Al brought his savvy about lift trucks and industrial organization to the business. Mary's contribution centered around her instinctive financial skills, which she supplemented by taking college classes in office management.
They worked as a team, coming to the office together in the morning and going home together at night, Dick Morrison says. My dad possessed an engineering mind and was always looking at ways to improve service by using a system or process. My mother was very much a full-time partner and took control of the business finances.
Mary's frugal nature, honed during the Depression-era struggle, served
the business well. She insisted that the company keep debt to a minimum,
even paying Clark in advance for lift trucks.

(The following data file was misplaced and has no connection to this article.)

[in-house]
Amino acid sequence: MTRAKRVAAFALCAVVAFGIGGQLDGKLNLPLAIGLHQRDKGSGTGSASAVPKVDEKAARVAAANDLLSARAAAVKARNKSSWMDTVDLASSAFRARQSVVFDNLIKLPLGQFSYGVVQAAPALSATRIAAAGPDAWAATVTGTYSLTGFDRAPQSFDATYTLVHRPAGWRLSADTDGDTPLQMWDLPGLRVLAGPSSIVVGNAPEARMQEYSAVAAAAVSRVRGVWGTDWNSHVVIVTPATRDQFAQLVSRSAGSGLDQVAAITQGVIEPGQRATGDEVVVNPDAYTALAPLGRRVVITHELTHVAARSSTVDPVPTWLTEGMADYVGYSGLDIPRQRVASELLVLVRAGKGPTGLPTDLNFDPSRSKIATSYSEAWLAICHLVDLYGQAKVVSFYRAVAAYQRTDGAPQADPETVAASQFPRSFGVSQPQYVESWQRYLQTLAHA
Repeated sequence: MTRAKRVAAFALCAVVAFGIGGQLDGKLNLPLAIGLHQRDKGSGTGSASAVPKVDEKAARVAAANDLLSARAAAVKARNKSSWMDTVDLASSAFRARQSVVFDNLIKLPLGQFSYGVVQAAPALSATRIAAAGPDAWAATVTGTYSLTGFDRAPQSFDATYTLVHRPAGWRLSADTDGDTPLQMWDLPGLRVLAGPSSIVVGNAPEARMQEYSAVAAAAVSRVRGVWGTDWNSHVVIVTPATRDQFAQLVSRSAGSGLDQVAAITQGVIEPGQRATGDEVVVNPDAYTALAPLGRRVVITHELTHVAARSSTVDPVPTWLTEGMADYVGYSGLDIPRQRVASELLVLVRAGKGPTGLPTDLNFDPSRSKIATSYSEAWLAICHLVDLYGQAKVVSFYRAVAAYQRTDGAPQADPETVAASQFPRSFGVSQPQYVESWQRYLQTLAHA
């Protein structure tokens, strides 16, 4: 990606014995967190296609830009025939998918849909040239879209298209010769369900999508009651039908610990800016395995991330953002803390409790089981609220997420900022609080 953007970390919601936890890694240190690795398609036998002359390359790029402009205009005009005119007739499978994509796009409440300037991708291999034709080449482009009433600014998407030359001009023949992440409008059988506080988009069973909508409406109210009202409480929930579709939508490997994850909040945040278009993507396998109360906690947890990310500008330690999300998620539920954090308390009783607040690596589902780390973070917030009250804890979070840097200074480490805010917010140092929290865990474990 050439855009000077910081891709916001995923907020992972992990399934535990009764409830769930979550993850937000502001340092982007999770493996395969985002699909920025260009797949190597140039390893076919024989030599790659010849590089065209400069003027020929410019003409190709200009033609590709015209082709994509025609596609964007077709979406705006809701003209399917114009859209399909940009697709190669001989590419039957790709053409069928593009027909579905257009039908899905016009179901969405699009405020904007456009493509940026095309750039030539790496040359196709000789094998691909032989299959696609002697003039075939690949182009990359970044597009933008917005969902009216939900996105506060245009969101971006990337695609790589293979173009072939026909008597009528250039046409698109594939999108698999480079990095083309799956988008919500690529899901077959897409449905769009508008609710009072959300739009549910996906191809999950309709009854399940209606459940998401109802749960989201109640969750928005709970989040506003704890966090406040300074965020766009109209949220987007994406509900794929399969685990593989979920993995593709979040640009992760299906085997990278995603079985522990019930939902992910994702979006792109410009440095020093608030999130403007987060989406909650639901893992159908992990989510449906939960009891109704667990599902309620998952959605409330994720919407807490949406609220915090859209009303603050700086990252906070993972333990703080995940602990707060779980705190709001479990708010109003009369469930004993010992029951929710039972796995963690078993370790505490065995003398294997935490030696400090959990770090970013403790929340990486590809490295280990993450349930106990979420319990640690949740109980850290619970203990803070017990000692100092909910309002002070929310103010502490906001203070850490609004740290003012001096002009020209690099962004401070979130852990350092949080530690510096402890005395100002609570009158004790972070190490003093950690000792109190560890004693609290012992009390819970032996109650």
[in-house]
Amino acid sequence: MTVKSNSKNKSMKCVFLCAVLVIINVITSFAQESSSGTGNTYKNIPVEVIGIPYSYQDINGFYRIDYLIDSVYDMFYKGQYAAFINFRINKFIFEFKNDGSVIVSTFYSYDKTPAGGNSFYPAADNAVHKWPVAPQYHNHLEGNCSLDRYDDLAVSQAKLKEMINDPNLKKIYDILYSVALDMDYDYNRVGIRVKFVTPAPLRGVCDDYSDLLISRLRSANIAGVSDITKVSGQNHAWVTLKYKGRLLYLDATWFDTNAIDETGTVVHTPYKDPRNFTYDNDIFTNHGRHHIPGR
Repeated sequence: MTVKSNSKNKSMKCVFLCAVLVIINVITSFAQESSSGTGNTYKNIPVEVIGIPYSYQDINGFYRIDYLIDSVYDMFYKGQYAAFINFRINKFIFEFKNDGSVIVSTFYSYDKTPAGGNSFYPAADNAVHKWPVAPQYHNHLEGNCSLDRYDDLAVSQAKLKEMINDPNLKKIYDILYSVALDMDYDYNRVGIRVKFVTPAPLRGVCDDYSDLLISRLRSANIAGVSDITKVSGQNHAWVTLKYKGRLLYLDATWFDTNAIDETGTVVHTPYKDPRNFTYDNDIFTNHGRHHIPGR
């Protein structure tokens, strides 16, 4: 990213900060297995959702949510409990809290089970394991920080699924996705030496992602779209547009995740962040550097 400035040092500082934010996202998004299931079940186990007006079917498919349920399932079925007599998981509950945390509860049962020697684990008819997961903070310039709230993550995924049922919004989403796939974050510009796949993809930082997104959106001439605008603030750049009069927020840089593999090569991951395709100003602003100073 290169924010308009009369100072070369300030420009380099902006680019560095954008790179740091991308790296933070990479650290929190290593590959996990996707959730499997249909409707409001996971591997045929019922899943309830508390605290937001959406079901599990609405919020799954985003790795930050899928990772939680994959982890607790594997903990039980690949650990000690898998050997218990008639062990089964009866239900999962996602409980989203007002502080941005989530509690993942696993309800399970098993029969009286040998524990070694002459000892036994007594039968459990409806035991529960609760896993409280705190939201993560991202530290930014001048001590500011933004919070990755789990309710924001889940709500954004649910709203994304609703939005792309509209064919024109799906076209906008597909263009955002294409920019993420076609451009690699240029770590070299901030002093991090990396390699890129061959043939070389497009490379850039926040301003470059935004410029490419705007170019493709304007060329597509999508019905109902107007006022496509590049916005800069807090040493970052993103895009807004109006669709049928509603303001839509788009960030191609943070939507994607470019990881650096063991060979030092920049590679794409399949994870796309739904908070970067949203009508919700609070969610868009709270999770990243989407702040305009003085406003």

The Morrison's territory originally encompassed the western half of Michigan's
Lower Peninsula and included the Lansing area. Not long after opening
the business, Al and Mary could see the advantage of opening branch facilities
to more quickly meet the needs of industrial customers. They established
the first branch in Kalamazoo, paving the way for the minutes-away
service the company offers today.
|Mary Morrison breaks ground during expansion
of the company headquarters in 1977.
My parents pushed the idea for expanding so we could take care
of people in their backyards with same-day service, Dick says. There
was no grand plan for expansion. We were just all fired up about what
we were doing and trying to take care of our customers.
Al, who died in 1993, and Mary, now 90, were actively involved in the business until the 1970s when their three sons - Bill, Jack and Dick - became responsible for day-to-day operations.